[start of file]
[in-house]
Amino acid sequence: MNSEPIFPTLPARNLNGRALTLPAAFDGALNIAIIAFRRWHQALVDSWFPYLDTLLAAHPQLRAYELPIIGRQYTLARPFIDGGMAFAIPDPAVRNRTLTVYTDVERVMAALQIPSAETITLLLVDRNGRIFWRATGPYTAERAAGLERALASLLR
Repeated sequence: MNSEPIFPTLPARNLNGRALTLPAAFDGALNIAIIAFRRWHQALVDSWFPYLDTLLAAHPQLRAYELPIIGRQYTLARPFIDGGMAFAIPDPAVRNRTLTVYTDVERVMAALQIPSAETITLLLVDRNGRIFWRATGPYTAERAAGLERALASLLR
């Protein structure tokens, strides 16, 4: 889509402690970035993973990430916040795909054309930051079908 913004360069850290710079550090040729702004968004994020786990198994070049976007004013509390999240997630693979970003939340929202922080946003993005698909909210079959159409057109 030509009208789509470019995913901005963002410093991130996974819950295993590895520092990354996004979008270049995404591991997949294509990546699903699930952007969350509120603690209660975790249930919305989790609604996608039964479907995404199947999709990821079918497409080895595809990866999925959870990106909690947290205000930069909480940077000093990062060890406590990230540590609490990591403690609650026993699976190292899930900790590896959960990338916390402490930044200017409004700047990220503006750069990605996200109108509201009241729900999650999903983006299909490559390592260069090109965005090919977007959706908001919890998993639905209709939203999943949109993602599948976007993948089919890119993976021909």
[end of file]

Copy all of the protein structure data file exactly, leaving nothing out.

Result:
[in-house]
Amino acid sequence: MNSEPIFPTLPARNLNGRALTLPAAFDGALNIAIIAFRRWHQALVDSWFPYLDTLLAAHPQLRAYELPIIGRQYTLARPFIDGGMAFAIPDPAVRNRTLTVYTDVERVMAALQIPSAETITLLLVDRNGRIFWRATGPYTAERAAGLERALASLLR
Repeated sequence: MNSEPIFPTLPARNLNGRALTLPAAFDGALNIAIIAFRRWHQALVDSWFPYLDTLLAAHPQLRAYELPIIGRQYTLARPFIDGGMAFAIPDPAVRNRTLTVYTDVERVMAALQIPSAETITLLLVDRNGRIFWRATGPYTAERAAGLERALASLLR
């Protein structure tokens, strides 16, 4: 889509402690970035993973990430916040795909054309930051079908 913004360069850290710079550090040729702004968004994020786990198994070049976007004013509390999240997630693979970003939340929202922080946003993005698909909210079959159409057109 030509009208789509470019995913901005963002410093991130996974819950295993590895520092990354996004979008270049995404591991997949294509990546699903699930952007969350509120603690209660975790249930919305989790609604996608039964479907995404199947999709990821079918497409080895595809990866999925959870990106909690947290205000930069909480940077000093990062060890406590990230540590609490990591403690609650026993699976190292899930900790590896959960990338916390402490930044200017409004700047990220503006750069990605996200109108509201009241729900999650999903983006299909490559390592260069090109965005090919977007959706908001919890998993639905209709939203999943949109993602599948976007993948089919890119993976021909």